Recently hip-hop fans (and writers) have become “classic album” sluts, willing to go home with any album that buys us a drink and says we have “pretty eyes.” Maybe our standards are slipping, maybe we’re so desperate to hear classic hip-hop we’ll take anything that comes close, but either way we’re still the musical equivalent of desperate women with low standards. At the same time, we have to be careful not to become so jaded, so haterish, that we deny “classic” status to the works of hip-hop magnificence that truly deserve it. With that in …
DJBooth Album Review
Ever since a 21-year-old Nas shook the world with his debut album Illmatic, he’s seemingly struggled to live up to the expectations generated by his initial classic album. Nasty Nas’ career is now more than a decade old, and while there’s been plenty of mistakes along the way (Oochie Wally comes to mind), he’s always set the standard for elite lyricism. So when Nas announced he would be naming his new album N*gger, the world didn’t know what to expect. Was the great Nastradamus about to produce an album worthy of its extraordinarily bold title, or was this just an attempt at generating controversy (like his stupidly titled last album Hip-Hop Is Dead). Changing the album title to Untitled at the last minute certainly dulled its impact immensely, but Untitled also finds Nas’ at his most consistently dope level in years. Still, one question gnaws at me: sure Untitled is good, but is it a classic?
Untitled certainly has classic moments, starting with the very first track Queens Get the Money - if I’m memorizing any flow on the album it’s this one. On Queens, producer Jay Electronica creates a soft piano melody distorted by electronic synths, like a symphony played by robots, while Nas lays down two straight minutes of incendiary lyrics: “pregnant teens give birth to intelligent gangsters, they daddies faceless, play this, by your stomach, let my words massage it and rub it.” Twenty years from now rappers will be quoting that line. That lyrical brilliance isn’t even done fading by the time the slowly rumbling chords of You Can’t Stop Us Now kick in, and while the core sample has been used repeatedly (most recently by RZA), Nas and producer Salaam Remi embed Can’t Stop Us with a sense of triumph missing in other versions. I was two tracks into Untitled and I was convinced it was a classic.
But then the doubts started to creep in. Actually, they started to creep in at exactly the moment We Make the World Go Round came on. Let me put it this way; what is Chris Brown, a great pop singer but a young man completely devoid of any hint of struggle or pain, doing on an album ostensibly titled N*gger? It feels like bad casting at worst and mainstream pandering at worst. Still, I don’t want to box Nas into the “black revolutionary” box, he’s certainly allowed to party, and he does so much better on Hero, a Polow Da Don produced joint that’s unusually bouncy for a Nas track. Despite Hero’s more polished feel, Nas lyrically comes as hard as ever, weaving an explanation for the album title switch into a flow that rides as smooth as a Rolls Royce. So this is my dilemma; if Hero becomes Untitled’s biggest single, and I’m betting it will, is that good enough for classic status? Let’s be real; it’s not nearly as good as Nas’ other hits: If I Ruled the World, Made You Look, Thief’s Theme. Should I go on?.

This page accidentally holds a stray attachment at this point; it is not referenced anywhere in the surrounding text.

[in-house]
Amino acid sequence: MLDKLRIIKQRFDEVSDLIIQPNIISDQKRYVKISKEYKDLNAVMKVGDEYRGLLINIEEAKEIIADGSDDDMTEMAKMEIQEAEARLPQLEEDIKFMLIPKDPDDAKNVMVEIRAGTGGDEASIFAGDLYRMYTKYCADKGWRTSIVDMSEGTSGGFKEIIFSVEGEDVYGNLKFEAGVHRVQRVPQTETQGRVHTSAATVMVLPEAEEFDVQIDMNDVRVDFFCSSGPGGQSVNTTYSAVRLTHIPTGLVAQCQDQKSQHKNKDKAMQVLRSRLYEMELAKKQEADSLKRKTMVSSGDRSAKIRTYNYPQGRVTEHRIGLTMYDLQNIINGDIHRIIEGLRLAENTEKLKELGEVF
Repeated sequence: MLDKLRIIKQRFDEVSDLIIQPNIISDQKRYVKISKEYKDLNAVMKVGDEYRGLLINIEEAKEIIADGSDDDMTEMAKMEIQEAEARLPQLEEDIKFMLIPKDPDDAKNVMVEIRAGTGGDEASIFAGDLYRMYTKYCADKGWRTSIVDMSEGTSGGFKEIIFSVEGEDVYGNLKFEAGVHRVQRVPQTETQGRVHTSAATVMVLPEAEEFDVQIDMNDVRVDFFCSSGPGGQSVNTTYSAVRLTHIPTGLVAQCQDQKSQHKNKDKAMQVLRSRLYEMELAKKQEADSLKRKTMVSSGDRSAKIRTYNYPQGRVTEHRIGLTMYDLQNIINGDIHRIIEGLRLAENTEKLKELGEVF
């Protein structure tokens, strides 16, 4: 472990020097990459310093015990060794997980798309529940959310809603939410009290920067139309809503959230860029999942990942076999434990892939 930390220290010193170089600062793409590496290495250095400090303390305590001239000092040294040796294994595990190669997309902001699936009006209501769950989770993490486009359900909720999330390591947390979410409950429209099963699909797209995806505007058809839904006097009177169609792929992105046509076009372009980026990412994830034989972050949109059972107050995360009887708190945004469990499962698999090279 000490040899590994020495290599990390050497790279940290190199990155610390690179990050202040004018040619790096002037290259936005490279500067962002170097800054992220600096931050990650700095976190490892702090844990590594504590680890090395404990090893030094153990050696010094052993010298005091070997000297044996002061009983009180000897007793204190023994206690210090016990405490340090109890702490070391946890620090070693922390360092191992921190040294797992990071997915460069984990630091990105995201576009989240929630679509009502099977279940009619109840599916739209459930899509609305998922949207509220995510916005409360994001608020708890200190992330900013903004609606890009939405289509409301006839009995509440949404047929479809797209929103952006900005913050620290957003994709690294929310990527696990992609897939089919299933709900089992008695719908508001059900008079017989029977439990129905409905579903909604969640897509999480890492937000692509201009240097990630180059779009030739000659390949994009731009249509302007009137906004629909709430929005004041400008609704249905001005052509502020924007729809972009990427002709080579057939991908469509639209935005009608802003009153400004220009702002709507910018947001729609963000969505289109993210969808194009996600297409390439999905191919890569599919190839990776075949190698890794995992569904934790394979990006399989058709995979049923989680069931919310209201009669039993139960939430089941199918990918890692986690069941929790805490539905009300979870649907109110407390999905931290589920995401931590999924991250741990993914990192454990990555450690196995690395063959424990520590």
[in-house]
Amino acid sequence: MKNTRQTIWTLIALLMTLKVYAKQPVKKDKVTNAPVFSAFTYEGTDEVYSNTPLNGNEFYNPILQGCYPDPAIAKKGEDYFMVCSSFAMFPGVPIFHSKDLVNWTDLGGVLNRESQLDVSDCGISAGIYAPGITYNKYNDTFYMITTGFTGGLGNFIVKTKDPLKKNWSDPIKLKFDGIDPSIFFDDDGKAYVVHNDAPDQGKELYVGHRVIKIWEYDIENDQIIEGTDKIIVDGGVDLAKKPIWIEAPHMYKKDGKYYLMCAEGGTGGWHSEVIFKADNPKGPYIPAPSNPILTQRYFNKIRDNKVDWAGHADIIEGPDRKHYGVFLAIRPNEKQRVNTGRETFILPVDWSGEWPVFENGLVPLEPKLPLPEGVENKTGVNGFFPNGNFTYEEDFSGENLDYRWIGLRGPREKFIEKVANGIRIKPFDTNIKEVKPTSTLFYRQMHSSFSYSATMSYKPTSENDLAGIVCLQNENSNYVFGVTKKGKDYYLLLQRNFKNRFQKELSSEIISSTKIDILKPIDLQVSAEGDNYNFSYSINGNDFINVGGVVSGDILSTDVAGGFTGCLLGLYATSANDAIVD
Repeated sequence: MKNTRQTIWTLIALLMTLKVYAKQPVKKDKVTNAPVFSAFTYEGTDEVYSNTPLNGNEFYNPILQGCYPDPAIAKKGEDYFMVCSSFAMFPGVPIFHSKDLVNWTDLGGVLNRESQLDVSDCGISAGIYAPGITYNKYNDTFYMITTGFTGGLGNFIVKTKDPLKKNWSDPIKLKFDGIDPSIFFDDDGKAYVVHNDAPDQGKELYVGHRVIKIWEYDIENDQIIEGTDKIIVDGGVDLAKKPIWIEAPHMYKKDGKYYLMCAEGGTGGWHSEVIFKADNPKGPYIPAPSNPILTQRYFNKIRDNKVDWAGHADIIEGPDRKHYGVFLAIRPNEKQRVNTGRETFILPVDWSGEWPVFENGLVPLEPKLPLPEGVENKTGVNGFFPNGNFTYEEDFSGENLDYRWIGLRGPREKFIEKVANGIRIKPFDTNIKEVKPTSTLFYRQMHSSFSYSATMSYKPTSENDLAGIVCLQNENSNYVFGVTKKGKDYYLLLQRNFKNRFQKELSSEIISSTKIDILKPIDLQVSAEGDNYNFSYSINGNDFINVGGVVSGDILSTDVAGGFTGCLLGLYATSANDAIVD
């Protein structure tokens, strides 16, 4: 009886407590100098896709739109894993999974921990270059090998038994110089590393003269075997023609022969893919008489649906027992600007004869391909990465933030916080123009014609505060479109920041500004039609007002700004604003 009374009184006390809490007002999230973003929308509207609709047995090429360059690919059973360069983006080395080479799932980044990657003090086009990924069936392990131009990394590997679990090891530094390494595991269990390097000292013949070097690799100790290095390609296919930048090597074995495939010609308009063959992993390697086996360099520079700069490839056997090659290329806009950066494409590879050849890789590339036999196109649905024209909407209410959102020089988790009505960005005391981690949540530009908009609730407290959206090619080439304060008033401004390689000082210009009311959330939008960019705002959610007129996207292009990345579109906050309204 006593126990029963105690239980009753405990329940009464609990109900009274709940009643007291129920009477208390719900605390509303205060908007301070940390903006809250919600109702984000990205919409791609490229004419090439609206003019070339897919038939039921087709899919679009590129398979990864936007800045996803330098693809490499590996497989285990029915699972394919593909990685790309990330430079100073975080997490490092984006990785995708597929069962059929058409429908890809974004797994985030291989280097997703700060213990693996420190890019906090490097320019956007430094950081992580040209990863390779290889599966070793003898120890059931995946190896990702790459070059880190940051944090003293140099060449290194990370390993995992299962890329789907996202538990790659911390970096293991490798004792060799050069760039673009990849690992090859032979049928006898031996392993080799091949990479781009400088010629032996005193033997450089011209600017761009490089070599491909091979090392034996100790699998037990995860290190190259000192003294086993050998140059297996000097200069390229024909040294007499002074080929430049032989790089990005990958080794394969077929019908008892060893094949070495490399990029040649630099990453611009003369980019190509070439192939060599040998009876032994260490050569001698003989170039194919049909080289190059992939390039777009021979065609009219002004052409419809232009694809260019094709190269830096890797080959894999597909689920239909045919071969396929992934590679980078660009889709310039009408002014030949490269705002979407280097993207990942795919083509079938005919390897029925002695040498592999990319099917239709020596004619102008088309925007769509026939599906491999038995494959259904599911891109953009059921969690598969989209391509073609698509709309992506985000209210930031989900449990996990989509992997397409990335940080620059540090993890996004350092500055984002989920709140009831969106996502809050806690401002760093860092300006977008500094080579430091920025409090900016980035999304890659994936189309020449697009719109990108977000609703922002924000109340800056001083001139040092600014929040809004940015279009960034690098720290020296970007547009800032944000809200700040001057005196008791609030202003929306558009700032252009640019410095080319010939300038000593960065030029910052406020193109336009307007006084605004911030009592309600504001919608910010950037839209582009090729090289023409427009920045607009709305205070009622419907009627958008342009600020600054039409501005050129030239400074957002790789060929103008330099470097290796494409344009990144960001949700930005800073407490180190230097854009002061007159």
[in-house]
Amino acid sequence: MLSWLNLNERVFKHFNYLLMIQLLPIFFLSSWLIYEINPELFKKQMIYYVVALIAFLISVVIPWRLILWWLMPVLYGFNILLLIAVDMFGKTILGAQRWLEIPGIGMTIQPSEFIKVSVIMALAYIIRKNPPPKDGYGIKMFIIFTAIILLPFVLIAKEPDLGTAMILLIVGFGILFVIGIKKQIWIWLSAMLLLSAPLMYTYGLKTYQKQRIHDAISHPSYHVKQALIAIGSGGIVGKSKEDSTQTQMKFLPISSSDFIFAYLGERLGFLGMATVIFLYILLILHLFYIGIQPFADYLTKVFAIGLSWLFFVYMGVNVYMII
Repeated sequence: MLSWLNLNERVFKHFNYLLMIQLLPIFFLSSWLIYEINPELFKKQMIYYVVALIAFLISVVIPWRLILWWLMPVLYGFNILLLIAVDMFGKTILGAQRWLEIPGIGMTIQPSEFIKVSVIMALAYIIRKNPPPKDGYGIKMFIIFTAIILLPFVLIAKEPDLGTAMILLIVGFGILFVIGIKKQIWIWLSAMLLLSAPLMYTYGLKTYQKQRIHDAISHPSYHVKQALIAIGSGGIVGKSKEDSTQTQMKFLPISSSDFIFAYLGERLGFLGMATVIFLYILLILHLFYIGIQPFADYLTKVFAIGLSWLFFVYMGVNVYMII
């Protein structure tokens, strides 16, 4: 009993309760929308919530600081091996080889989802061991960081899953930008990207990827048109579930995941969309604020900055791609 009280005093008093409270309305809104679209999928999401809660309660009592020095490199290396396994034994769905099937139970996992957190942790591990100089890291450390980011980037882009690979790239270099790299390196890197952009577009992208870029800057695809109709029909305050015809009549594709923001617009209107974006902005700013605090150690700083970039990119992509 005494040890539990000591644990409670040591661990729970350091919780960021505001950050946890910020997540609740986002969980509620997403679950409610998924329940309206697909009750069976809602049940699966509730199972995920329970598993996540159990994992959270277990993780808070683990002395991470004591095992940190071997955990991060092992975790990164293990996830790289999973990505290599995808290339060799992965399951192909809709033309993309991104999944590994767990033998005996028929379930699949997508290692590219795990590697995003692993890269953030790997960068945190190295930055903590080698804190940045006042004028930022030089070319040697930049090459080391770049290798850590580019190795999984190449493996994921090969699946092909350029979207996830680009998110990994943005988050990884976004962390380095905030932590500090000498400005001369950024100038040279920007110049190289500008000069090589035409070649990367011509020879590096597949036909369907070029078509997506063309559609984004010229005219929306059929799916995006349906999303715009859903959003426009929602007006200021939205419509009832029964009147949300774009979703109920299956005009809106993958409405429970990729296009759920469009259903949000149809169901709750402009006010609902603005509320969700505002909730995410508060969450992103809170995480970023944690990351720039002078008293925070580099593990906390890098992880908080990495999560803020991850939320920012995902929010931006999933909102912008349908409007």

If I’m unduly hard on Untitled’s weak spots, it’s only because Nas was on the verge of making something truly extraordinary and frustratingly fell just inches short. I mean this is an album that has The Slave and Master, a track that should be the definition of real rap (“we trust no black leaders, use the stove to heat us”), and Black President, a cut that turns Tupac’s famous line into a theme (of sorts) for Obama, and I haven’t even gotten into the strangely brilliant Fried Chicken, but let’s honestly compare Untitled to other recent classics. Is Untitled as stunningly creative as Lupe’s The Cool? Is there legendary production to match a legendary rapper, like on American Gangster, or does it perfectly capture an entire region’s culture, like Underground Kingz? When I put it that way....no, no it doesn’t. All praise due, Nas, you’ve made an extraordinary album, I just can’t pull the “classic” trigger.
Listen to More: Nas Written by Nathan S.
Ill Will/Def Jam
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